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Home National & State Parks Grand Canyon Plague Confirmed as Cause of Death of Wildlife Biologist Eric York At Grand Canyon National Park

Arizona: Grand Canyon

Plague Confirmed as Cause of Death of Wildlife Biologist Eric York At Grand Canyon National Park

Plague is considered endemic in northern Arizona at elevations above 4,500 feet

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Plague was confirmed as the cause of death of Eric York, a 37-year-old National Park Service (NPS) wildlife biologist who was found dead Nov. 2, 2007, in his residence on the South Rim of Grand Canyon National Park.

Tests were conducted by the Centers of Disease Control and Prevention (CDC).

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Additional CDC tests also determined that the strain of plague that infected York was the same strain of plague that infected a mountain lion with whom York had had direct and recent contact. These tests support other evidence that the mountain lion was the source for York's infection.

York's symptoms were consistent with pneumonic plague, the most serious, but least common form of plague. In rare cases, pneumonic plague can spread person to person through aerosolized respiratory droplets (e.g. coughing, sneezing). According to the CDC, transmission of plague from person to person has not been observed in the United States since 1924.

Plague is a rare, but sometimes fatal, disease caused by the bacterium Yersinia pestis. It is primarily a disease of animals, but it can be transmitted to humans through the bites of rodent fleas, or by direct contact with infected animals, the NPS said.

York had direct contact with both wild rodents and mountain lions, which put him at a higher risk for plague than other park staff and the general public, the NPS said.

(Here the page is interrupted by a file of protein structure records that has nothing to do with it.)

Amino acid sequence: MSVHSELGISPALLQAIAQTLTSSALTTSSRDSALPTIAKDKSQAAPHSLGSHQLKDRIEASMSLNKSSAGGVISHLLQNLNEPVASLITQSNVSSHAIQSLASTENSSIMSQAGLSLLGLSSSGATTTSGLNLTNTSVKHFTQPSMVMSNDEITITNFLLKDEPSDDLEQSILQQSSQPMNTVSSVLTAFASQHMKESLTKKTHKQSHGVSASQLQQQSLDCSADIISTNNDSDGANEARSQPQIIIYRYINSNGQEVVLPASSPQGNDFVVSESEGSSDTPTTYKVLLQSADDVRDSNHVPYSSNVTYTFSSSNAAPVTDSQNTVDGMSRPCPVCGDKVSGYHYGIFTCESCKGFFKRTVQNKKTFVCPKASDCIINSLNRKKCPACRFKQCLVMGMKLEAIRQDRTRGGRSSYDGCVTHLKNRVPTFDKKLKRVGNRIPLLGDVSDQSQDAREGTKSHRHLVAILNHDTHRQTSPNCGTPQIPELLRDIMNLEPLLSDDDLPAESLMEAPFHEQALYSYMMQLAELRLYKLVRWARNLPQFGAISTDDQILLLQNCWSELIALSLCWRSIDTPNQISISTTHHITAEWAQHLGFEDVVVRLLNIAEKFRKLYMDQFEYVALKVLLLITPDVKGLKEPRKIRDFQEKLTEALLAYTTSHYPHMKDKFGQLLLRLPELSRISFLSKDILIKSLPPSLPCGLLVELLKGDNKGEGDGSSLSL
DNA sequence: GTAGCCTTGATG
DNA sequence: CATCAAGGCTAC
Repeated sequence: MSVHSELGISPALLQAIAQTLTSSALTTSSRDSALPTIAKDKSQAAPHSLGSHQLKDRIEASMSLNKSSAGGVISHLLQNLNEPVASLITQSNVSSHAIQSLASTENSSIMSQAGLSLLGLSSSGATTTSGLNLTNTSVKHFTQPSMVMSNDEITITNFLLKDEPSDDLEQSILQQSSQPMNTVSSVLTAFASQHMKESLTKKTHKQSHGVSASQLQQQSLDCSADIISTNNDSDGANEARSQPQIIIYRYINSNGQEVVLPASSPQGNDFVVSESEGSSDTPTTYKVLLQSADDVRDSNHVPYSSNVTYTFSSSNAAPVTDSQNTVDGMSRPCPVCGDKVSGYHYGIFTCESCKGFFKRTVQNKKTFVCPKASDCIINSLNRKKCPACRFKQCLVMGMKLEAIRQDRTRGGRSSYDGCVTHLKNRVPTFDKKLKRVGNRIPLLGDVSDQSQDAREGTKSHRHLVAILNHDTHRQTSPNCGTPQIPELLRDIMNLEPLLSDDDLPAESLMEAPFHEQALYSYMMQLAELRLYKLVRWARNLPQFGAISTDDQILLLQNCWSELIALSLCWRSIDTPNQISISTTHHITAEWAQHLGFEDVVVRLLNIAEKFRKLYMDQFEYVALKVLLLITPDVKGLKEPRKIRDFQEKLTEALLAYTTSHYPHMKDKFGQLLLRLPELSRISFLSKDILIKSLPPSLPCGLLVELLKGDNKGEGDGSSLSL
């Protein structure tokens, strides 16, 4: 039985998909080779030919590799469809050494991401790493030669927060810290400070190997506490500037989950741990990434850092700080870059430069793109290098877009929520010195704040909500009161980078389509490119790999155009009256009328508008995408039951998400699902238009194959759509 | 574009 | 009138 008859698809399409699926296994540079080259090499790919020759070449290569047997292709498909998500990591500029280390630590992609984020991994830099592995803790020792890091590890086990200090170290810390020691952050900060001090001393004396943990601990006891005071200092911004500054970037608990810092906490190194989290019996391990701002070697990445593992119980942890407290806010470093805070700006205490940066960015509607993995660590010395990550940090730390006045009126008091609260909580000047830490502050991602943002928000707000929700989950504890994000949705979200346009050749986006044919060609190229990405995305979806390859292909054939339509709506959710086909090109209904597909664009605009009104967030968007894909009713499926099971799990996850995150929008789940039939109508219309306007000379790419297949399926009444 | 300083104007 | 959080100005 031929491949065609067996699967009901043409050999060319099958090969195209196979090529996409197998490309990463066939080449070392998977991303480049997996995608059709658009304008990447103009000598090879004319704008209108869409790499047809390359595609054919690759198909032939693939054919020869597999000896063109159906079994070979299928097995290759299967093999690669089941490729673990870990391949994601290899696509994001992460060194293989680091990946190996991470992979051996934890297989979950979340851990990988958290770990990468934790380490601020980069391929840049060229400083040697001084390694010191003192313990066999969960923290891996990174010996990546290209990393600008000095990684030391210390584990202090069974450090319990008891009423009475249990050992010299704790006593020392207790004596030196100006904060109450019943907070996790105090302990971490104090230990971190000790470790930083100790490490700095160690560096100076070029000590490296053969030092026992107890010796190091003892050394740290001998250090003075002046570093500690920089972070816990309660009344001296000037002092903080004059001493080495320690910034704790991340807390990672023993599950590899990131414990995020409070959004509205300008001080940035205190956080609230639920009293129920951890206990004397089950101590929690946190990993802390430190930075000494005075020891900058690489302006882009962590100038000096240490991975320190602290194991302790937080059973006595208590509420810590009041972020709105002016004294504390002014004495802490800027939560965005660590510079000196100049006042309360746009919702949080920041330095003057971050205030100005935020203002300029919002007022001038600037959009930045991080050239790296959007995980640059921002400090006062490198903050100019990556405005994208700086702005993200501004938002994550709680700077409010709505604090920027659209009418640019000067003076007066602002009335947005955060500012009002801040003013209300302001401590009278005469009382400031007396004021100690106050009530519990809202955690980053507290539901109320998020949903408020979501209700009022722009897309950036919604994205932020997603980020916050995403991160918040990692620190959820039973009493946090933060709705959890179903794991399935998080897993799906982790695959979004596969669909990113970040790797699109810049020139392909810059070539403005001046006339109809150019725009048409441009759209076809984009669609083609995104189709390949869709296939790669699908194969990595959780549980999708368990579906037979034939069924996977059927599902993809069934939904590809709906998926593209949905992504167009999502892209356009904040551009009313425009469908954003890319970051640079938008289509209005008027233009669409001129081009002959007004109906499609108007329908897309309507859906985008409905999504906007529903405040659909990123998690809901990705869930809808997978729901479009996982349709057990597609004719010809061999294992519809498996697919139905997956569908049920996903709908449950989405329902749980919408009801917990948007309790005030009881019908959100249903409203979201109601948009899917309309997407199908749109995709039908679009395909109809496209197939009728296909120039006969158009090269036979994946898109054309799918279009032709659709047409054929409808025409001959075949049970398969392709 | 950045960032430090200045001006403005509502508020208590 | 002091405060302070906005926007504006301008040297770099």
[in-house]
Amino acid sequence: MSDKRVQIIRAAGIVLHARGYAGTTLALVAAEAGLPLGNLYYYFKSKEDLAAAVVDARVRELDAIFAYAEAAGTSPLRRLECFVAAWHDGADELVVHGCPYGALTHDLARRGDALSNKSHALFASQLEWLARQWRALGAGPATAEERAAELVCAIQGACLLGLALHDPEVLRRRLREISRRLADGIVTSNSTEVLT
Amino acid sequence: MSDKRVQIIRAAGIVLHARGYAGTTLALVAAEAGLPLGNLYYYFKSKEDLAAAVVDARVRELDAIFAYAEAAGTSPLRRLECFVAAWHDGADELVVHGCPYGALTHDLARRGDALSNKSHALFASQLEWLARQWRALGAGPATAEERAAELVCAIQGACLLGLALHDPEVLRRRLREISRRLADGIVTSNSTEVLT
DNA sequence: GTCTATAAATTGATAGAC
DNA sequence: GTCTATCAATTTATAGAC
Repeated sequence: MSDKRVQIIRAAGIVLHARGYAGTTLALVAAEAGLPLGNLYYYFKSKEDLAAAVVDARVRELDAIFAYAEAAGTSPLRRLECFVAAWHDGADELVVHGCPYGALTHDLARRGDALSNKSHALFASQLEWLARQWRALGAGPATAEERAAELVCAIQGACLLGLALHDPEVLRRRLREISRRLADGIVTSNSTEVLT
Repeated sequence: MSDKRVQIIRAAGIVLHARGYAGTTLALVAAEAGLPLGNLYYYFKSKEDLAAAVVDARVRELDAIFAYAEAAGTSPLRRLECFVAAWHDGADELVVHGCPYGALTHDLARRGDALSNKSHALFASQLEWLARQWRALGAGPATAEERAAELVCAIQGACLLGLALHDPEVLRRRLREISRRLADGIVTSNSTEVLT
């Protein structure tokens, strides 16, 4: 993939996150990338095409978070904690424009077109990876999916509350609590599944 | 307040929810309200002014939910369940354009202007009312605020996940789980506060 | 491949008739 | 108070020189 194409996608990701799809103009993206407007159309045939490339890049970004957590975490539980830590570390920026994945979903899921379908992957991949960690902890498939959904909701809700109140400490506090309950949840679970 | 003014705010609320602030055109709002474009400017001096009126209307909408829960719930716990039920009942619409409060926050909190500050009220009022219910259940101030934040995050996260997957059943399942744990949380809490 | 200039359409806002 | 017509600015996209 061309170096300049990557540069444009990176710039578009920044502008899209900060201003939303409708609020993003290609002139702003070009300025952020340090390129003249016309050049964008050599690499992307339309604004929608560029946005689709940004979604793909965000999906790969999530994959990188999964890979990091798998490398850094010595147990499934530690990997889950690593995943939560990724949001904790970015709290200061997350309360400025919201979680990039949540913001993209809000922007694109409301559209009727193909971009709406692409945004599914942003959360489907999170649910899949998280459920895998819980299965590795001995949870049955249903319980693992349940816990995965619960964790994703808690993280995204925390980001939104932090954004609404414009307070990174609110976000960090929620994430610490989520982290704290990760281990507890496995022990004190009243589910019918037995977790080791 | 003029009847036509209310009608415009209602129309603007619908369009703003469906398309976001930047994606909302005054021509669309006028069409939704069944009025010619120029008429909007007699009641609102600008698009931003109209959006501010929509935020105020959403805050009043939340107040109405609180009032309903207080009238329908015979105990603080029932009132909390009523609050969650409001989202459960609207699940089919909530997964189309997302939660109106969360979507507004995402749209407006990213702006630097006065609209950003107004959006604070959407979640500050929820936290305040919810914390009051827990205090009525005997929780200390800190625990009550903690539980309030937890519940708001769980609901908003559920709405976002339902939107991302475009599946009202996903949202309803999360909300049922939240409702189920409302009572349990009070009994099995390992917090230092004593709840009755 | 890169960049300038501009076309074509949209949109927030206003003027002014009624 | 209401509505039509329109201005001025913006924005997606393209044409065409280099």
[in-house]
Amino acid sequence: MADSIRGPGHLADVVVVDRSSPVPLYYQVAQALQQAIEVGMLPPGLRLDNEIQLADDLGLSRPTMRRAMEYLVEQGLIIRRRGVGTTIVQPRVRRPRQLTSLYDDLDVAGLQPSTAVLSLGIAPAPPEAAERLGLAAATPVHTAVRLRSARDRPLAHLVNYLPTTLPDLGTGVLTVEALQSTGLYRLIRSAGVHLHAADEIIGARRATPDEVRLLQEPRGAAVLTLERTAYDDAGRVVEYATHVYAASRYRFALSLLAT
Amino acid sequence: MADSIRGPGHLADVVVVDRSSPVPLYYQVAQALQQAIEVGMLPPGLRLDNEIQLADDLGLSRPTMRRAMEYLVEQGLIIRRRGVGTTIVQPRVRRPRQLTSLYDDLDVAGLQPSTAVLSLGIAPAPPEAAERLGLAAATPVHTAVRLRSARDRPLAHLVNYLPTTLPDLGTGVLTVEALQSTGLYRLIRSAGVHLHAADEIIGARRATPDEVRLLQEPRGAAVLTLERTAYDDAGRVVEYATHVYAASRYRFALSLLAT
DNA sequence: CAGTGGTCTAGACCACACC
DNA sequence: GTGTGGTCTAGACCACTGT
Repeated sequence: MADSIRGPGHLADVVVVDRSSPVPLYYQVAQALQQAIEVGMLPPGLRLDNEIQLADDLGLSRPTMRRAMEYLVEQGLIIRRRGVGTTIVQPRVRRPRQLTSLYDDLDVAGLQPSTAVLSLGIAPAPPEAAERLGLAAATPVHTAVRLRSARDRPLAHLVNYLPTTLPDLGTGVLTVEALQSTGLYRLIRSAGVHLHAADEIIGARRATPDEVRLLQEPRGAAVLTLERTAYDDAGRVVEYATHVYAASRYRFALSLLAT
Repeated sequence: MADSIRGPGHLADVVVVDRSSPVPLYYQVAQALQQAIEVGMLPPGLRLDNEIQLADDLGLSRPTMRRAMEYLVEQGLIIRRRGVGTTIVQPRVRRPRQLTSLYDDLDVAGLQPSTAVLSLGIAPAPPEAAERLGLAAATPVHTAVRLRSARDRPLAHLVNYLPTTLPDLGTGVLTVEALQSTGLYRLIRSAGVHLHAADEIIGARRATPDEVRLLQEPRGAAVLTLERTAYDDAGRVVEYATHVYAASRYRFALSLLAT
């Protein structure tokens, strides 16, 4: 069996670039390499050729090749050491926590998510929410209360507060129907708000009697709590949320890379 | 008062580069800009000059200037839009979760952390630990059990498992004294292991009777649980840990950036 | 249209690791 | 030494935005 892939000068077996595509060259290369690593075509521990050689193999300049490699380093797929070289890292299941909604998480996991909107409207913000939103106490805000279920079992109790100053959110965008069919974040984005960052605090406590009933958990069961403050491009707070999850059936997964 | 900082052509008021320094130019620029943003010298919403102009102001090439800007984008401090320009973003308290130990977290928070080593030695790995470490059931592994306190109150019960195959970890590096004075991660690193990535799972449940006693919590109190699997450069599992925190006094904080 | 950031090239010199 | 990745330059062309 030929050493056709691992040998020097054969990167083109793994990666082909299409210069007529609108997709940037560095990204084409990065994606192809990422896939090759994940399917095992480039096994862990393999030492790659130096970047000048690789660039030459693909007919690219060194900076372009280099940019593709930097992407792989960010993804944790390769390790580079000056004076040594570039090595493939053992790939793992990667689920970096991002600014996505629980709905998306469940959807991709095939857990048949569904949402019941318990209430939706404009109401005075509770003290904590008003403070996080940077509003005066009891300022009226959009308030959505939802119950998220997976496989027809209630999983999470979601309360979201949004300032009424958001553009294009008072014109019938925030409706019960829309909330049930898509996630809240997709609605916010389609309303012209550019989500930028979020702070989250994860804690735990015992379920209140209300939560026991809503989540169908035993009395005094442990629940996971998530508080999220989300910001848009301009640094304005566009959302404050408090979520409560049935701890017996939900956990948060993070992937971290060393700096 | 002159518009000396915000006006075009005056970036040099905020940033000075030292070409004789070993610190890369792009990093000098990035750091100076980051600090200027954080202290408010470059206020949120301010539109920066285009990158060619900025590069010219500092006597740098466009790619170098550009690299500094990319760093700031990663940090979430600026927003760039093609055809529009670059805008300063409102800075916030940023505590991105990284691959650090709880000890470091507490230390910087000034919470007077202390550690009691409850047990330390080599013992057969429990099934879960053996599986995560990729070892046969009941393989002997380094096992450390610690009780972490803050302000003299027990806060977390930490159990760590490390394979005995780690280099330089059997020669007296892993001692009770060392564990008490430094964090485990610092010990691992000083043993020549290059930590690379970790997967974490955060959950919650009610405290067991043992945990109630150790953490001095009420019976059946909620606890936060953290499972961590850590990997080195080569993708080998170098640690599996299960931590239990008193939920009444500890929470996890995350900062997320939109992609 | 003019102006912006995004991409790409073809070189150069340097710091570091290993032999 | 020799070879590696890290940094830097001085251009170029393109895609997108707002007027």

Plague is considered endemic in northern Arizona at elevations above 4,500 feet, according to the NPS. While an average of one or two human cases of plague are reported each year in Arizona, there were no human cases reported from 2001 through 2006 in the state.

In 2007, however, there had been an increase in plague activity in Arizona, the NPS said.

They included one human case, who survived, and was reported in Apache County; prairie dog colony die-offs in two separate neighborhoods in Flagstaff (Coconino County) that were confirmed to be from plague; and a domestic pet cat from north of Prescott (Yavapai County) that also was documented as infected with plague.

Eric York's Life Honored

A ceremony celebrating the life of York and his work was conducted at Grand Canyon National Park on Thursday, Nov. 15, 2007. The ceremony was held at sunset at Yaki Point on Grand Canyon's South Rim.

Along with NPS officials, and friends of York, members of York's family, including his father Tony York, and his sister Andrea Stoltzfus, traveled to Grand Canyon to attend the ceremony.

The NPS said it is collaborating with its public health partners to assess the risk for plague and other zoonotic diseases at Grand Canyon National Park. Public health officials from the NPS, the CDC, ADHS and the Coconino County Health Department were all instrumental in this incident.

For more information on plague and for tips on prevention, visit the CDC Web site at
www.cdc.gov/ncidod/dvbid/plague/index.htm .


Plague has been confirmed as the cause of death for wildlife biologist Eric York who died Nov. 2 at Grand Canyon National Park. NPS photo


 
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